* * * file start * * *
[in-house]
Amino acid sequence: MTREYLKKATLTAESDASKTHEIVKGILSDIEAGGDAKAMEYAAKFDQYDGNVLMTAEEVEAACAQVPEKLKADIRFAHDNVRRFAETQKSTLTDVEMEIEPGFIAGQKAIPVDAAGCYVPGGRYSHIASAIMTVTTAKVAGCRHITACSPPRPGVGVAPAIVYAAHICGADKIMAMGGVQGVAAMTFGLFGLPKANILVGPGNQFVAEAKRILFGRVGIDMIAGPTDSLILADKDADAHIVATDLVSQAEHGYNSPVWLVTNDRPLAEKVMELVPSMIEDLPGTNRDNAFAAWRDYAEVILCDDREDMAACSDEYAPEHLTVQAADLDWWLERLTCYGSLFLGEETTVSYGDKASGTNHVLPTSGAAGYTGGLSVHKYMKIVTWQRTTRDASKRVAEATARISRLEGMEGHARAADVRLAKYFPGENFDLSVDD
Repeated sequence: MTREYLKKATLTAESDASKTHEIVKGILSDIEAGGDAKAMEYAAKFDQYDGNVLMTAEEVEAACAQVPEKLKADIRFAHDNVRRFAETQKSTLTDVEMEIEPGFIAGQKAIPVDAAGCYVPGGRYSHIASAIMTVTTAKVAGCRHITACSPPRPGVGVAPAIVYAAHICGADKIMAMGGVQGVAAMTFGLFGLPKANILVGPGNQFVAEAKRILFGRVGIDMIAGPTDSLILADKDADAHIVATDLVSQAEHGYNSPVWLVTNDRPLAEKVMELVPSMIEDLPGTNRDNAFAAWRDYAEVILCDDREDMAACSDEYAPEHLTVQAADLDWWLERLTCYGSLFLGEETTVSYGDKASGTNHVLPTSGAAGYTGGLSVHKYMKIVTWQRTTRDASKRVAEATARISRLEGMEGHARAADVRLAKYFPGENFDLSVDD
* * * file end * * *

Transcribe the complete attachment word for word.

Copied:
[in-house]
Amino acid sequence: MTREYLKKATLTAESDASKTHEIVKGILSDIEAGGDAKAMEYAAKFDQYDGNVLMTAEEVEAACAQVPEKLKADIRFAHDNVRRFAETQKSTLTDVEMEIEPGFIAGQKAIPVDAAGCYVPGGRYSHIASAIMTVTTAKVAGCRHITACSPPRPGVGVAPAIVYAAHICGADKIMAMGGVQGVAAMTFGLFGLPKANILVGPGNQFVAEAKRILFGRVGIDMIAGPTDSLILADKDADAHIVATDLVSQAEHGYNSPVWLVTNDRPLAEKVMELVPSMIEDLPGTNRDNAFAAWRDYAEVILCDDREDMAACSDEYAPEHLTVQAADLDWWLERLTCYGSLFLGEETTVSYGDKASGTNHVLPTSGAAGYTGGLSVHKYMKIVTWQRTTRDASKRVAEATARISRLEGMEGHARAADVRLAKYFPGENFDLSVDD
Repeated sequence: MTREYLKKATLTAESDASKTHEIVKGILSDIEAGGDAKAMEYAAKFDQYDGNVLMTAEEVEAACAQVPEKLKADIRFAHDNVRRFAETQKSTLTDVEMEIEPGFIAGQKAIPVDAAGCYVPGGRYSHIASAIMTVTTAKVAGCRHITACSPPRPGVGVAPAIVYAAHICGADKIMAMGGVQGVAAMTFGLFGLPKANILVGPGNQFVAEAKRILFGRVGIDMIAGPTDSLILADKDADAHIVATDLVSQAEHGYNSPVWLVTNDRPLAEKVMELVPSMIEDLPGTNRDNAFAAWRDYAEVILCDDREDMAACSDEYAPEHLTVQAADLDWWLERLTCYGSLFLGEETTVSYGDKASGTNHVLPTSGAAGYTGGLSVHKYMKIVTWQRTTRDASKRVAEATARISRLEGMEGHARAADVRLAKYFPGENFDLSVDD